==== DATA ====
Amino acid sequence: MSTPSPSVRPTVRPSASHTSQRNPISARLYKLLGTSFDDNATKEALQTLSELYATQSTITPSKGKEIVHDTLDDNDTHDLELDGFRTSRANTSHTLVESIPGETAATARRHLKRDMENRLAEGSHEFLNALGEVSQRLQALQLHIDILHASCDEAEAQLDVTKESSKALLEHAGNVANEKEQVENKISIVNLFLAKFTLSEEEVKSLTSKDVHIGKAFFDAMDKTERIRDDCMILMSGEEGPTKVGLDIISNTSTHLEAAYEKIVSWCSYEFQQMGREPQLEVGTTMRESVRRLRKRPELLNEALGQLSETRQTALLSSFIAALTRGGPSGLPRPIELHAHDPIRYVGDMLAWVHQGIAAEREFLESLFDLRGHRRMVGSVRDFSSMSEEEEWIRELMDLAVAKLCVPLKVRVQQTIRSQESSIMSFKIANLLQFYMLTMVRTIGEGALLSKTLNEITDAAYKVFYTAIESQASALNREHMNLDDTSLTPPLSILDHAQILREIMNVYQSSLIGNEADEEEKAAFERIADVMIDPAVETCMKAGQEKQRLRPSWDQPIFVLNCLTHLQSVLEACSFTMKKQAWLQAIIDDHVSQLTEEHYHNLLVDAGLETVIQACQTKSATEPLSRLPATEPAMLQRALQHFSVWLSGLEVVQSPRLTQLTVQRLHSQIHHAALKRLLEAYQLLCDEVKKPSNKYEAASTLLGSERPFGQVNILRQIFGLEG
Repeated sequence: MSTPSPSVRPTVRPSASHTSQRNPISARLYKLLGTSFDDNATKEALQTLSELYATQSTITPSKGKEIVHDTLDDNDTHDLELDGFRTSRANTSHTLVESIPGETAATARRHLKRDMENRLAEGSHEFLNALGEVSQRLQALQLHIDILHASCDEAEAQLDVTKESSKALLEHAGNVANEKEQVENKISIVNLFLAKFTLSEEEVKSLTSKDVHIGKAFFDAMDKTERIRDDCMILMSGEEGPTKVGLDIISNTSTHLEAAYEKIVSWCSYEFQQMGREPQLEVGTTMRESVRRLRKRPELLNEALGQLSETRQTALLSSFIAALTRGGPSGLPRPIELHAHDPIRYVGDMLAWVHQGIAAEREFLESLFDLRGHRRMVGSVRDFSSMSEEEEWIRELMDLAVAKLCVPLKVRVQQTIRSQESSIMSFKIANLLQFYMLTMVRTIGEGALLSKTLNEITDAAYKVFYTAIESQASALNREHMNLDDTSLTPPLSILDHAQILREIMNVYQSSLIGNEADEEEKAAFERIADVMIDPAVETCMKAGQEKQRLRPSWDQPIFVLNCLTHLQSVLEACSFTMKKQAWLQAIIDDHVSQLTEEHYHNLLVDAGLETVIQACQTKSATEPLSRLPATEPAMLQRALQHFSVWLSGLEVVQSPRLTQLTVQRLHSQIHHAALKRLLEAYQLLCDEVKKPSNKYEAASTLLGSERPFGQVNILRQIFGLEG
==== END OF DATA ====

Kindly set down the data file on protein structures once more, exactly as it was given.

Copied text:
Amino acid sequence: MSTPSPSVRPTVRPSASHTSQRNPISARLYKLLGTSFDDNATKEALQTLSELYATQSTITPSKGKEIVHDTLDDNDTHDLELDGFRTSRANTSHTLVESIPGETAATARRHLKRDMENRLAEGSHEFLNALGEVSQRLQALQLHIDILHASCDEAEAQLDVTKESSKALLEHAGNVANEKEQVENKISIVNLFLAKFTLSEEEVKSLTSKDVHIGKAFFDAMDKTERIRDDCMILMSGEEGPTKVGLDIISNTSTHLEAAYEKIVSWCSYEFQQMGREPQLEVGTTMRESVRRLRKRPELLNEALGQLSETRQTALLSSFIAALTRGGPSGLPRPIELHAHDPIRYVGDMLAWVHQGIAAEREFLESLFDLRGHRRMVGSVRDFSSMSEEEEWIRELMDLAVAKLCVPLKVRVQQTIRSQESSIMSFKIANLLQFYMLTMVRTIGEGALLSKTLNEITDAAYKVFYTAIESQASALNREHMNLDDTSLTPPLSILDHAQILREIMNVYQSSLIGNEADEEEKAAFERIADVMIDPAVETCMKAGQEKQRLRPSWDQPIFVLNCLTHLQSVLEACSFTMKKQAWLQAIIDDHVSQLTEEHYHNLLVDAGLETVIQACQTKSATEPLSRLPATEPAMLQRALQHFSVWLSGLEVVQSPRLTQLTVQRLHSQIHHAALKRLLEAYQLLCDEVKKPSNKYEAASTLLGSERPFGQVNILRQIFGLEG
Repeated sequence: MSTPSPSVRPTVRPSASHTSQRNPISARLYKLLGTSFDDNATKEALQTLSELYATQSTITPSKGKEIVHDTLDDNDTHDLELDGFRTSRANTSHTLVESIPGETAATARRHLKRDMENRLAEGSHEFLNALGEVSQRLQALQLHIDILHASCDEAEAQLDVTKESSKALLEHAGNVANEKEQVENKISIVNLFLAKFTLSEEEVKSLTSKDVHIGKAFFDAMDKTERIRDDCMILMSGEEGPTKVGLDIISNTSTHLEAAYEKIVSWCSYEFQQMGREPQLEVGTTMRESVRRLRKRPELLNEALGQLSETRQTALLSSFIAALTRGGPSGLPRPIELHAHDPIRYVGDMLAWVHQGIAAEREFLESLFDLRGHRRMVGSVRDFSSMSEEEEWIRELMDLAVAKLCVPLKVRVQQTIRSQESSIMSFKIANLLQFYMLTMVRTIGEGALLSKTLNEITDAAYKVFYTAIESQASALNREHMNLDDTSLTPPLSILDHAQILREIMNVYQSSLIGNEADEEEKAAFERIADVMIDPAVETCMKAGQEKQRLRPSWDQPIFVLNCLTHLQSVLEACSFTMKKQAWLQAIIDDHVSQLTEEHYHNLLVDAGLETVIQACQTKSATEPLSRLPATEPAMLQRALQHFSVWLSGLEVVQSPRLTQLTVQRLHSQIHHAALKRLLEAYQLLCDEVKKPSNKYEAASTLLGSERPFGQVNILRQIFGLEG